Marker Logo HMdb.org THE HISTORICAL
MARKER DATABASE
“Bite-Size Bits of Local, National, and Global History”
“Bite-Size Bits of Local, National, and Global History”
San Francisco in San Francisco City and County, California — The American West (Pacific Coastal)
 

Liberty Ships – Born in World War II

1941 to 1943

 

—Liberty Ship SS Jeremiah O’Brien - Alive and Steaming —

 
<i>Liberty Ship ‘SS Jeremiah O’Brien’ - Alive and Steaming</i> Marker image. Click for full size.
By Grace C. Miller, October 8, 2012
1. Liberty Ship ‘SS Jeremiah O’Brien’ - Alive and Steaming Marker
Inscription.
Visit America’s answer to Hitler’s U-Boats – one of the last 2,710 identical armed Merchant Ships built to carry “beans, bullets and black oil" to our fighting men around the world. The goal was to build them faster than the enemy could sink them. Their simple design originated in Britain, using identical parts, mass produced in factories across America. Liberty Ship construction set all time records: only 60 days from laying to launch.

The National Liberty Ship Memorial is crewed entirely by volunteers and is a Registered Historical Landmark.
 
Erected by The National Liberty Ship Memorial, Inc.
 
Marker series. This marker is included in the National Historic Landmarks marker series.
 
Location. 37° 48.629′ N, 122° 25.038′ W. Marker is in San Francisco, California, in San Francisco City and County. Marker is on Fisherman's Wharf - Pier 45 north of The Embarcadero. Touch for map. Marker is at or near this postal address: Pier 45, Fisherman's Wharf, San Francisco CA 94133, United States of America.
 
Other nearby markers. At least 8 other markers are within walking distance of this marker. USS Pampanito (SS-383) (about 500 feet away, measured in a direct line); Ferryboat Eureka
<i>‘SS Jeremiah O’Brien’</i> image. Click for full size.
By Grace C. Miller, October 8, 2012
2. ‘SS Jeremiah O’Brien’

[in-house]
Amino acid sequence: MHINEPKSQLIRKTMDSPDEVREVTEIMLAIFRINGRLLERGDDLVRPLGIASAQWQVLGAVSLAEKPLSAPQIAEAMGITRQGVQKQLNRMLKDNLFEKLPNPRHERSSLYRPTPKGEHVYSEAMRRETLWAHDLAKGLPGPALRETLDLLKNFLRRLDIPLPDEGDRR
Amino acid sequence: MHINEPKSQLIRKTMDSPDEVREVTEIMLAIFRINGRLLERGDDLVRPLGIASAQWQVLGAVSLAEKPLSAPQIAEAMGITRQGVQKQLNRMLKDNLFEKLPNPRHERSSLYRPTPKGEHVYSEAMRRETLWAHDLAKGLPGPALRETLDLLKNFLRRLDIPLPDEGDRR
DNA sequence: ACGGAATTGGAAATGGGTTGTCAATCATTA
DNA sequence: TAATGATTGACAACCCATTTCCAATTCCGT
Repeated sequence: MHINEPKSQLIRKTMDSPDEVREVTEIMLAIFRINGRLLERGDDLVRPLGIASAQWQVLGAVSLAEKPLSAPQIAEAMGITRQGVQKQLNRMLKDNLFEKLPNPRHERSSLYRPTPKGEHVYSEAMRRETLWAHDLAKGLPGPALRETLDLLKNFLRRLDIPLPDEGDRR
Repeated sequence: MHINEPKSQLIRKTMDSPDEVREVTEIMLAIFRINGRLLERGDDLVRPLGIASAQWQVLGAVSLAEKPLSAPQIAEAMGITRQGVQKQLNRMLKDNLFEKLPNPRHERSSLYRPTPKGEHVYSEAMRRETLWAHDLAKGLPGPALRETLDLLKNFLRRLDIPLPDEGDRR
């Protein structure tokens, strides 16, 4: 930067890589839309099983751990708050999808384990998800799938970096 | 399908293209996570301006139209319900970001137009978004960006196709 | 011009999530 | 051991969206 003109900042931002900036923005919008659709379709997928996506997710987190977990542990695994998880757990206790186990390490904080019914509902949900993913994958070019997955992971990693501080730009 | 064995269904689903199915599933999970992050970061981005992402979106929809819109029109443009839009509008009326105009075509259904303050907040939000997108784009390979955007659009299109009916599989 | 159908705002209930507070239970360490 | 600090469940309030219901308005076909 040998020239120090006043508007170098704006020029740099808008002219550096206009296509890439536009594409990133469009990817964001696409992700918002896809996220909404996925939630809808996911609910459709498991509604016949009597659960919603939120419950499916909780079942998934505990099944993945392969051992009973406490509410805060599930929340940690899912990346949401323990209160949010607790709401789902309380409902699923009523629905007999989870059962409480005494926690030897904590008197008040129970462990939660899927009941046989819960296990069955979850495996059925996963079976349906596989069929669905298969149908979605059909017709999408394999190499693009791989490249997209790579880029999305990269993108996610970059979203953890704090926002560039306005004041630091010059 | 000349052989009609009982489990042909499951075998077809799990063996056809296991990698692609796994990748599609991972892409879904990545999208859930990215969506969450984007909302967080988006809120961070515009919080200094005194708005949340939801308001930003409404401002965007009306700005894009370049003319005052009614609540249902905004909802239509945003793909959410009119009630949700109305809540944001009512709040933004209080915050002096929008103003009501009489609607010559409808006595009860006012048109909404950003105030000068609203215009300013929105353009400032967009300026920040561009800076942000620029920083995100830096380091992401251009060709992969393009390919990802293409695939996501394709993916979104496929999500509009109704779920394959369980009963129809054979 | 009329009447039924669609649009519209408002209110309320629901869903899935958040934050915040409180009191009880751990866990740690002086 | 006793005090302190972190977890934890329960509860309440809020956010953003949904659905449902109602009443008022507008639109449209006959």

(approx. ¼ mile away); Tug Sea Fox (approx. ¼ mile away); The Tubbs Cordage Building (approx. ¼ mile away); Petaluma's Sternwheel (approx. ¼ mile away); Hyde Street Pier Was Part of Highway 101 (approx. ¼ mile away); The Return of the C.A. Thayer (approx. ¼ mile away); Sanitation at Sea (approx. ¼ mile away). Touch for a list and map of all markers in San Francisco.
 
Related markers. Click here for a list of markers that are related to this marker. To better understand the relationship, study each marker in the order shown.
 
Also see . . .
1. ‘SS Jeremiah O’Brien’ National Liberty Ship Memorial. (Submitted on October 12, 2012, by Richard E. Miller of Oxon Hill, Maryland.)
2. Capt. Jeremiah O'Brien (1744–1818), Massachusetts State Navy. Wikipedia article (Submitted on October 13, 2012, by Richard E. Miller of Oxon Hill, Maryland.) 

3. U.S. Maritme Commission, 1936-1950. (Submitted on October 13, 2012, by Richard E. Miller of Oxon Hill, Maryland.)
4. Naval Armed Guard Service in WWII. ... Sailors
The SS <i>John W. Brown </i> at the Broadway Pier in Fells Point, Baltimore, MD. image. Click for full size.
By Richard E. Miller, October 7, 2012
3. The SS John W. Brown at the Broadway Pier in Fells Point, Baltimore, MD.
- the SS Jeremiah O'Brien's sole surviving sister Liberty Ship.
of the U.S. Navy Armed Guard served as gunners, signal men and radio operators on cargo ships, tankers, troop ships and other merchant vessels. ... (Submitted on October 14, 2012, by Richard E. Miller of Oxon Hill, Maryland.) 

5. Historic Naval Ships Association: SS Jeremiah O'Brien. (Submitted on August 24, 2014, by Richard E. Miller of Oxon Hill, Maryland.)
 
Additional keywords. San Francisco Maritime National Park
 
Categories. Industry & CommerceWar, World IIWaterways & Vessels
 
 
Credits. This page was last revised on June 16, 2016. This page originally submitted on October 12, 2012, by Richard E. Miller of Oxon Hill, Maryland. This page has been viewed 736 times since then and 71 times this year. Last updated on August 24, 2014, by Richard E. Miller of Oxon Hill, Maryland. Photos:   1, 2. submitted on October 12, 2012, by Richard E. Miller of Oxon Hill, Maryland.   3. submitted on October 13, 2012, by Richard E. Miller of Oxon Hill, Maryland. • Bill Pfingsten was the editor who published this page.
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